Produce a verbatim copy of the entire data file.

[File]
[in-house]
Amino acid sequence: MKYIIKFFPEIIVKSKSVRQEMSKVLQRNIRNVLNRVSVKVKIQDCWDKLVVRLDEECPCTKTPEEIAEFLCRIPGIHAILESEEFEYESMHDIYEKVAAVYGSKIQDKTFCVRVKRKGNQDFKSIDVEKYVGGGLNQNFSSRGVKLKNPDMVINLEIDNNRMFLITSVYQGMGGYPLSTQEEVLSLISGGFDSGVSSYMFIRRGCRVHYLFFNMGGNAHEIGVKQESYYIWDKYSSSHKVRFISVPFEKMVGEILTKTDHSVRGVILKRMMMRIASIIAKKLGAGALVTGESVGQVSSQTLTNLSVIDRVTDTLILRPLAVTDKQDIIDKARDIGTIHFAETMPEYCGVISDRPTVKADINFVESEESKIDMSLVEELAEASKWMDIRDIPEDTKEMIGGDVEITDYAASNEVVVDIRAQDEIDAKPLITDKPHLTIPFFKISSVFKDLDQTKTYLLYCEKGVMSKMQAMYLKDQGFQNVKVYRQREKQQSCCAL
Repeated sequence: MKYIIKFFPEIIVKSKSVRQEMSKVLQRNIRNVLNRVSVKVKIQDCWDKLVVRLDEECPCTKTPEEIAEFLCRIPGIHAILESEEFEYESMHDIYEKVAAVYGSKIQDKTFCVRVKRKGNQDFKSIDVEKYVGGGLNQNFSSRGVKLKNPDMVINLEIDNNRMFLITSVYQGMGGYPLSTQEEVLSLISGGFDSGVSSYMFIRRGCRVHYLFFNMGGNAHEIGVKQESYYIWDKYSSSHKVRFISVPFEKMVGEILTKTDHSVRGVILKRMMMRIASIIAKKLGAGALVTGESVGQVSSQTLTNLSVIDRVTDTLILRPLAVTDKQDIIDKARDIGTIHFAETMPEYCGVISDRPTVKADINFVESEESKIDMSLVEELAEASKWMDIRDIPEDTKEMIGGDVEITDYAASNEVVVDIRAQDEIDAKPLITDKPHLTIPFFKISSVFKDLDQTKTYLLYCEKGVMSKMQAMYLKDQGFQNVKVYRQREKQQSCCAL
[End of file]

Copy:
[in-house]
Amino acid sequence: MKYIIKFFPEIIVKSKSVRQEMSKVLQRNIRNVLNRVSVKVKIQDCWDKLVVRLDEECPCTKTPEEIAEFLCRIPGIHAILESEEFEYESMHDIYEKVAAVYGSKIQDKTFCVRVKRKGNQDFKSIDVEKYVGGGLNQNFSSRGVKLKNPDMVINLEIDNNRMFLITSVYQGMGGYPLSTQEEVLSLISGGFDSGVSSYMFIRRGCRVHYLFFNMGGNAHEIGVKQESYYIWDKYSSSHKVRFISVPFEKMVGEILTKTDHSVRGVILKRMMMRIASIIAKKLGAGALVTGESVGQVSSQTLTNLSVIDRVTDTLILRPLAVTDKQDIIDKARDIGTIHFAETMPEYCGVISDRPTVKADINFVESEESKIDMSLVEELAEASKWMDIRDIPEDTKEMIGGDVEITDYAASNEVVVDIRAQDEIDAKPLITDKPHLTIPFFKISSVFKDLDQTKTYLLYCEKGVMSKMQAMYLKDQGFQNVKVYRQREKQQSCCAL
Repeated sequence: MKYIIKFFPEIIVKSKSVRQEMSKVLQRNIRNVLNRVSVKVKIQDCWDKLVVRLDEECPCTKTPEEIAEFLCRIPGIHAILESEEFEYESMHDIYEKVAAVYGSKIQDKTFCVRVKRKGNQDFKSIDVEKYVGGGLNQNFSSRGVKLKNPDMVINLEIDNNRMFLITSVYQGMGGYPLSTQEEVLSLISGGFDSGVSSYMFIRRGCRVHYLFFNMGGNAHEIGVKQESYYIWDKYSSSHKVRFISVPFEKMVGEILTKTDHSVRGVILKRMMMRIASIIAKKLGAGALVTGESVGQVSSQTLTNLSVIDRVTDTLILRPLAVTDKQDIIDKARDIGTIHFAETMPEYCGVISDRPTVKADINFVESEESKIDMSLVEELAEASKWMDIRDIPEDTKEMIGGDVEITDYAASNEVVVDIRAQDEIDAKPLITDKPHLTIPFFKISSVFKDLDQTKTYLLYCEKGVMSKMQAMYLKDQGFQNVKVYRQREKQQSCCAL